CHICAGO (CBS) -- A Chicago firefighter's two remaining children have died, after a house fire earlier this week also killed his wife and 7-year-old son.
The Cook County Medical Examiner's office confirmed 2-year-old Emory Day-Stewart and 9-year-old Autumn Day-Stewart died Friday night.
Their mother,, and their on Wednesday evening.
Their father, firefighter Walter Stewart, was on duty at the time of the fire, and rushed home, where he performed CPR on his wife after she was pulled out of the home.
Earlier this week, the Fire Department said all four members of the family suffered from smoke inhalation, but autopsy results are not yet complete.
The fire broke out Tuesday night in a house at 2554 N. Rutherford Ave., right off Wrightwood Avenue.
Video from a neighbor's Ring camera shows the chaos as firefighters arrived on scene. There was a massive presence as fire trucks lined North Rutherford Avenue.
The video shows what looks like a stretcher being wheeled up to the lawn in a frantic attempt to save the family.
Chicago Fire Department officials have said Walter Stewart, who lived in the house, responded himself – and gave his own wife CPR. He was not part of the fire crew that responded to the fire, but when he heard the address of the fire over radio dispatch, he went to the scene.
We are told he is also an EMT – and joined the Fire Department within the past few years.
Tributes poured in Saturday as word spread about the loss.
Neighbors brought their prayers and flowers to a quiet corner of the Montclare, walking up to the family's home in total silence.
Some know the victims, others just wanted to show their support, hoping it reaches the remaining member of a family devastated by the fire that broke out Tuesday night; a fireman who came here when he heard the call with his family address.
Among the balloons, stuffed animals, and flowers in a growing memorial outside the home was a message to those who come by, soliciting donations for the Stewart family, explaining "Fireman Stewart needs your prayer."
That's what 21-year-old Yasmine Corral came to do.
"Honestly, it has been tough. We didn't know them personally, but just living on the same street, and, you know, I have a lot of younger sisters, and my dad's always out at work," Corral said, choking back emotion as she thought of the connections between the Stewart family and her own.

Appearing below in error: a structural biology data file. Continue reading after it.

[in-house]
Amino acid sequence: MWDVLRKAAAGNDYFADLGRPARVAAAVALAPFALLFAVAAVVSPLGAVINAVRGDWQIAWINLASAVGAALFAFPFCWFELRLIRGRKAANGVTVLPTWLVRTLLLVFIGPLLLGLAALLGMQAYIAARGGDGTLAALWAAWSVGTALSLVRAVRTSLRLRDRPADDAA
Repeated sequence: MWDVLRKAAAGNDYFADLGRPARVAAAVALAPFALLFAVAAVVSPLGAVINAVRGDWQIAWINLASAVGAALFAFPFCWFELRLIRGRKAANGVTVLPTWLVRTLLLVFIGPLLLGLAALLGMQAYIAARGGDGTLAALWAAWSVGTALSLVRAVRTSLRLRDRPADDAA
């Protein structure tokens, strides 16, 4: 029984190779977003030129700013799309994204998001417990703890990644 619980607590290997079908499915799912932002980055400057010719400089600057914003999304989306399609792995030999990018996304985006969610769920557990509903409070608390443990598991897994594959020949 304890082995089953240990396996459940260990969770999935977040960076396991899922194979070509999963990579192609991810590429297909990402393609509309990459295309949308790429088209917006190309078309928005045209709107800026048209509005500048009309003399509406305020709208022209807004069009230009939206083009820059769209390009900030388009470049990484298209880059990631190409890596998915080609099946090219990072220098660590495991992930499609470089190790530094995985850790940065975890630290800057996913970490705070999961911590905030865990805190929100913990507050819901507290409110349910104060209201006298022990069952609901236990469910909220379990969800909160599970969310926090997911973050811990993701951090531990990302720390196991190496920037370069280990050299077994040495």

When Corral and her family arrived at the Stewart house on Saturday, they didn't know that Emory and Autumn had died.
"Honestly, I don't even know what to say to that. I feel like just saying I'm sorry for your loss isn't enough. I can't imagine what he's going through. I know it's not easy," she said.
Corral said she hopes the memorial will show Walter Stewart that he's not alone; a community is hoping to help him.
"Everyone's worried, and praying, and wishing him kind of like a sense of peace," she said.
Among those stopping by was at least one staff member from nearby Josephine Locke Elementary, where one of the kids was a student. The school is now offering counseling services to students and staff.
The Chicago Fire Fighters Union Local 2 issued a statement in support of the Stewart family:
"Every member of Local 2 and the Department mourns with our brother Walter and the Stewart family. This tragedy weighs heavy on our hearts, and we pledge our ongoing support," said Jim Tracy President of Local 2. "Local 2 is encouraging everyone to make a donation for Walter and the Stewart family through the "Ignite The Spirit Chicago."
Those who want to donate can do so by visiting the Ignite the Spirit Chicago website.
Firefighters, a common practice for the Fire Department after fatal fires. The Stewart family's home did have smoke detectors.
The cause of the fire remains under investigation. A Fire Department spokesman said they're working with the Cook County Medical Examiner's office to try to make that determination.
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